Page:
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PARIS (Reuters) - France's top administrative court will tell Socialist President Francois Hollande on Thursday a controversial supertax on millionaires cannot top two-thirds of their earnings, Le Figaro newspaper reported.
Hollande's plans announced last year for an exceptional 75 percent supertax on personal annual earnings over 1 million euros ($1.30 million) were knocked down by France's Constitutional Council, which ruled the levy unfair.
His government promised to rework the plan, but sought the guidance of the court to avoid another embarrassing rejection.
Citing unnamed sources, Le Figaro said the court's financial division concluded that a marginal tax rate higher than 66.66 percent on a single household would risk being rejected once more as confiscatory by the Constitutional Council.
The ruling will be made known later on Thursday. Finance Minister Pierre Moscovici declined to comment on the matter before the ruling but said the government was determined to push ahead with some form of exceptional tax on the super-rich.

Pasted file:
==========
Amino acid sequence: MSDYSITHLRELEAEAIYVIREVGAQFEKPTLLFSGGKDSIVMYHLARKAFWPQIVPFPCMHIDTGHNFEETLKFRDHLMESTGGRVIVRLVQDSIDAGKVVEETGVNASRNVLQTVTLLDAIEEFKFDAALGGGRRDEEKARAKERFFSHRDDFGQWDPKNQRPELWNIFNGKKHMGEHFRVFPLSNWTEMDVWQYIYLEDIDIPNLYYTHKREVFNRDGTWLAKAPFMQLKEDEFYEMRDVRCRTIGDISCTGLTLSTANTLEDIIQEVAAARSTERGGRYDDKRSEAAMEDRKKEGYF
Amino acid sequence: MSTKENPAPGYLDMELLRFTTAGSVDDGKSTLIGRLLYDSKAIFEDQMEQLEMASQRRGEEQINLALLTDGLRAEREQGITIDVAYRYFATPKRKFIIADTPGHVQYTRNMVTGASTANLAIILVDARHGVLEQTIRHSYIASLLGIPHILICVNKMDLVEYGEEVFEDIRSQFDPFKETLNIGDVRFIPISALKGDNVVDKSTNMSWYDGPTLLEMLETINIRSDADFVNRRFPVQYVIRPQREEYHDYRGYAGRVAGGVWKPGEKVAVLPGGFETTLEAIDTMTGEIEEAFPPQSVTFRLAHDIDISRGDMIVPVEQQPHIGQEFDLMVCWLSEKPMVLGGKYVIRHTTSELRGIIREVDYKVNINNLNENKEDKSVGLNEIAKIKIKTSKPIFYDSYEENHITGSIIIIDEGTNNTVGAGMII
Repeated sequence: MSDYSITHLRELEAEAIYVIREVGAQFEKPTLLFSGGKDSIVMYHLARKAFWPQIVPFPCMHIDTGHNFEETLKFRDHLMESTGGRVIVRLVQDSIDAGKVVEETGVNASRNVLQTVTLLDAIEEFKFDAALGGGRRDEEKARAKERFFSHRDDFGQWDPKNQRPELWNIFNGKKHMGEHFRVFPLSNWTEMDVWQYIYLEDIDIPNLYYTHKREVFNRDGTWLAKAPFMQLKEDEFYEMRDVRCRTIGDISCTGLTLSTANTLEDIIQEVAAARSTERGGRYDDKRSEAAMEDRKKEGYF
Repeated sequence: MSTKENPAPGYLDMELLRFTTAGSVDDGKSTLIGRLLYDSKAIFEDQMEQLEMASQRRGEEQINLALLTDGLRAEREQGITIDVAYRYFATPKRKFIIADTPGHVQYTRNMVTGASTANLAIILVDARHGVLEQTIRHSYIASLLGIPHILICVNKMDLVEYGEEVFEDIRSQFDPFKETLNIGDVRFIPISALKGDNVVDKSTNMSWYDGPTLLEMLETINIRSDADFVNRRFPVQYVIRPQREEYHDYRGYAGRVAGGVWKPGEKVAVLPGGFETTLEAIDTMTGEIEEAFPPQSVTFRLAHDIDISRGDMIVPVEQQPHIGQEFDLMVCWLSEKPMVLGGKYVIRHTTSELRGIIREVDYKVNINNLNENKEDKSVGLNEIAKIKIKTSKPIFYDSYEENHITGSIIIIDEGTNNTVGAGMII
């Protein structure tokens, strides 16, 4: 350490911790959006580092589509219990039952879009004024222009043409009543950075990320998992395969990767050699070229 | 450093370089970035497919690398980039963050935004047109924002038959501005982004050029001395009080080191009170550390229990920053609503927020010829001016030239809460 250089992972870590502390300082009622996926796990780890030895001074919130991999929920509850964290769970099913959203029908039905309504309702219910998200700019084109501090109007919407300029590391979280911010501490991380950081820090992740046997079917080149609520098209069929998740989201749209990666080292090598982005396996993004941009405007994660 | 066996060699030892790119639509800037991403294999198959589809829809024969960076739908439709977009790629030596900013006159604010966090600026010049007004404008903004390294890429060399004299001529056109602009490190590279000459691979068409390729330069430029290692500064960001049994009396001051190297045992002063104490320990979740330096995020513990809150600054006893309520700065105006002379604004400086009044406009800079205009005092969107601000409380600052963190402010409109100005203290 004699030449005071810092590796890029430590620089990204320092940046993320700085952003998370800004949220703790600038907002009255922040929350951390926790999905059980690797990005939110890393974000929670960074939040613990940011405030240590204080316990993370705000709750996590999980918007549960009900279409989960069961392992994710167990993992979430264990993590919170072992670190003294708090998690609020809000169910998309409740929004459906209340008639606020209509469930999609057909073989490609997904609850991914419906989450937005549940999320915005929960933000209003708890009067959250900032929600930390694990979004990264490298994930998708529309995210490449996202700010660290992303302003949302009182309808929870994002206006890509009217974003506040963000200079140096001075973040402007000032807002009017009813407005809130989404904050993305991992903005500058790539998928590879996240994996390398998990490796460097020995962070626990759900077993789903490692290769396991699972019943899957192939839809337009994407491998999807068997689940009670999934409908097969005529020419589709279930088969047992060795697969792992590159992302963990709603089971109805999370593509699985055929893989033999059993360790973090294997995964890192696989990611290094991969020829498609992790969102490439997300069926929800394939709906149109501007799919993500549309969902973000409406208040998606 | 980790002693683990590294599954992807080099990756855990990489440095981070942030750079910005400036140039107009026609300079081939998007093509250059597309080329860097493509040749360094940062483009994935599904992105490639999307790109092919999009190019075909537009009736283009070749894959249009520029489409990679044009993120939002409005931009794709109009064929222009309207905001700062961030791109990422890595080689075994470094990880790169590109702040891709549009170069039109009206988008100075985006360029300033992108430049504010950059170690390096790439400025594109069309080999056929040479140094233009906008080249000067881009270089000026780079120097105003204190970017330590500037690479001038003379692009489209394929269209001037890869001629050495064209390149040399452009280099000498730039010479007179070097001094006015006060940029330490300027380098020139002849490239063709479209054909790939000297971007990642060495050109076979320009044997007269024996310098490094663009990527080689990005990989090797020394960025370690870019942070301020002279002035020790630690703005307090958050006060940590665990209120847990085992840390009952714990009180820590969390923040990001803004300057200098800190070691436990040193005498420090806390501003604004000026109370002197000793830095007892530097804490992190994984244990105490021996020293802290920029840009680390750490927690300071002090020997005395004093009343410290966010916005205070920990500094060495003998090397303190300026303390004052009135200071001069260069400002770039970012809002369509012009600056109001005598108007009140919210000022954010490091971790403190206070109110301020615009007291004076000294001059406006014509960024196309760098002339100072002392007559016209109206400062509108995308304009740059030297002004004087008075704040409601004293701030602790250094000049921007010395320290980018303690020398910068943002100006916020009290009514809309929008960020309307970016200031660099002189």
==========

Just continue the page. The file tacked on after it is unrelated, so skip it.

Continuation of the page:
"In any case the most wealthy will be asked to make this effort," he told BFMTV. "It's an act of solidarity, almost a patriotic act. It's being done to show that we are all in the same boat, even the most wealthy."
The 75-percent tax, which was only due to be in place for two years, was never expected to be a big earner for the state but its rejection dealt a painful political blow to Hollande.
Critics argued it would only frighten away France's most talented tax-payers and investment. Moscovici said there was no evidence that the prospect of the supertax had led to an exodus of France's most well-heeled taxpayers.
In its original form, the tax would have hit 2,000-3,000 people and raised just a few hundred million euros a year.
Government spokeswoman Najat Vallaud-Belkacem said a bill for the new tax would be brought out "before the summer".
Reporting by Leigh Thomas; Additional reporting by Ingrid Melander and Sophie Louet; Editing by Michael Roddy